A common response to the Colorado primary election results this week was to remark that Republican voters rejected the election conspiracists, returned the party to the mainstream, signaled support for the establishment over the fringe.
It’s true that in several high-profile races the most reality-challenged, “team crazy” candidates got beat bad. That’s a relief.
But now we’re supposed to equate those losses to some realignment in the Colorado Republican Party with basic principles of democracy and constitutional order? As former White House lawyer Eric Herschmann might say, “Are you out of your effing mind?”
One candidate said to represent the party’s late preference for “sanity” is Heidi Ganahl, a University of Colorado regent who beat Greg Lopez in the Republican primary for governor. Lopez amplified election conspiracy theories, notably by saying former President Donald Trump won the 2020 election and through vocal support of Mesa County Clerk Tina Peters, an over-the-top election denier who is under felony indictment for her role in an election security breach in her own office.
But Ganahl hardly scores much better. From the moment she announced her candidacy in September, Ganahl steadfastly avoided answering whether she believed the “big lie” that the 2020 election was stolen from Trump. At the same time, she described Colorado-based U.S. Election Integrity Plan, which promotes baseless conspiracies, as “doing great things.” Earlier this month, she could finally bring herself to say, “I don’t believe there was enough fraud that would have flipped the election.” The approval this earned her was utterly undeserved — she still claims there was fraud, even though it was all but nonexistent, and she continued to promote the idea the election had “issues” that would justify doubts about the security of U.S. elections.
Next to Lopez, Ganahl might appear mainstream. Next to the history of American democratic norms, she’s a subversive extremist.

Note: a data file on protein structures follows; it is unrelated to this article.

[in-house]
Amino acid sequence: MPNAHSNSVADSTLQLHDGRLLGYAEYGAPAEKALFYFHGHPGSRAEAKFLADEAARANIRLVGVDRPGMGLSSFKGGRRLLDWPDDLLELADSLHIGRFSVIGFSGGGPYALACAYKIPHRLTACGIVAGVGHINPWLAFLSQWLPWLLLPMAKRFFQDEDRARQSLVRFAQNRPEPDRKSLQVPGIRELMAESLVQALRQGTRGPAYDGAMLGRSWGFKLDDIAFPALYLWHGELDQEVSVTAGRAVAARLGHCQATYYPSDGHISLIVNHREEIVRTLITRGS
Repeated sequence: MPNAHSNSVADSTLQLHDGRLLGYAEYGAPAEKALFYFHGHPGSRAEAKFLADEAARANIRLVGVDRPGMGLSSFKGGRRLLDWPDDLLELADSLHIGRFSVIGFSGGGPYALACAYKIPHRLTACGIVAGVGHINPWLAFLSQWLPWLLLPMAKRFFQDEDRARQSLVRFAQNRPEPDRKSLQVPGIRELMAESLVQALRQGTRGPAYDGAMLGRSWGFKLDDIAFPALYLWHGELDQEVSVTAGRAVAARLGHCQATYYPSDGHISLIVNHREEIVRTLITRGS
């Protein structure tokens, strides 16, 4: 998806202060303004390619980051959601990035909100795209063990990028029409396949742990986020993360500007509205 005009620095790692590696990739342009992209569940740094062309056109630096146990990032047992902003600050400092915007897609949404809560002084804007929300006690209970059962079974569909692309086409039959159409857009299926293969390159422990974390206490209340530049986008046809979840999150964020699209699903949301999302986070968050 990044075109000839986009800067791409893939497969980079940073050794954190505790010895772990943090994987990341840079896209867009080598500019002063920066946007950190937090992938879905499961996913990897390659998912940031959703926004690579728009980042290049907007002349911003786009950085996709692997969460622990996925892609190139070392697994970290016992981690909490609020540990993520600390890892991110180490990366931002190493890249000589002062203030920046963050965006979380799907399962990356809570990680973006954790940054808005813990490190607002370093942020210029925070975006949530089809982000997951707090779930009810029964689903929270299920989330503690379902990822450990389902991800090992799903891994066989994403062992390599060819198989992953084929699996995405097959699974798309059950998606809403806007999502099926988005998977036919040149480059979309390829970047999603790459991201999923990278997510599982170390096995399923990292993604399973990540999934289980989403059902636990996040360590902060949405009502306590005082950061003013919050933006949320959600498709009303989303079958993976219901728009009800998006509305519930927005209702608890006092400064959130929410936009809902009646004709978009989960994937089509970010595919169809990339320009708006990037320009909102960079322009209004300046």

A bigger obstacle to any claim that Colorado Republicans were chastened by the last two years of nuttery in their ranks is the triumph of Rep. Lauren Boebert.
A similar dynamic was at play in the Republican contest between two U.S. Senate candidates, state Rep. Ron Hanks and construction executive Joe O’Dea. Hanks is a no-nuance election denier who crossed police lines at the U.S. Capitol during the Jan. 6 insurrection. It’s not hard to run to his left, as did O’Dea, who won the primary. He was lauded for clearing the low bar of accepting Joe Biden’s presidency. But he also said he would support a possible Trump presidential candidacy in 2024. As the recent House hearings on the Jan. 6 attack on the Capitol have demonstrated, Trump knew that he lost the 2020 election but conspired to pursue illegal and violence-prone efforts to overturn the results. He committed one of the greatest crimes in the history of the country, but O’Dea would put him back in the country’s most powerful office.
Next to Hanks, O’Dea might appear reasonable. Next to the restraints against America’s slide toward autocracy, he’s an enemy of democracy.
A bigger obstacle to any claim that Colorado Republicans were chastened by the last two years of nuttery in their ranks is the triumph of Rep. Lauren Boebert, the face of the party, the state’s most influential election denier, and an outright seditionist. She helped inspire the insurrection and maintains a cultish devotion to Trump. She trounced her primary opponent Tuesday.
There are few figures in the country who approach Boebert’s political looniness. She is the fringe’s fringe. Colorado Republicans did that.
Unlike Ganahl and O’Dea, who are running for offices elected by a statewide electorate, Boebert faced voters only in her district, which is conservative. But it’s hard to imagine Boebert losing a primary in either of Colorado’s other two conservative districts, or just about any conservative district in the country, because, as is demonstrated in her fundraising success, social media popularity and numerous TV appearances, she skillfully embodies a post-Trump Republican style of provocation, insults, cruelty and truth-aversion that has proved so appealing to the party’s OAN-poisoned base. A majority of Republicans still falsely believe the 2020 election was stolen. That does not exclude Colorado Republicans.
The primary election spelled defeat for some of Colorado’s Trumpiest, freak-show candidates. Sure, let’s celebrate that.
The election did not, however, mark a return of the party to sanity. As long as its members support the coup-attempt leader Trump, hedge on election denial, and embrace democracy-hating seditionists, the party will remain unqualified for a status of good standing.
Colorado Newsline is part of States Newsroom, a network of news bureaus supported by grants and a coalition of donors as a 501c(3) public charity. Colorado Newsline maintains editorial independence. Contact Editor Quentin Young for questions: firstname.lastname@example.org. Follow Colorado Newsline on Facebook and Twitter.
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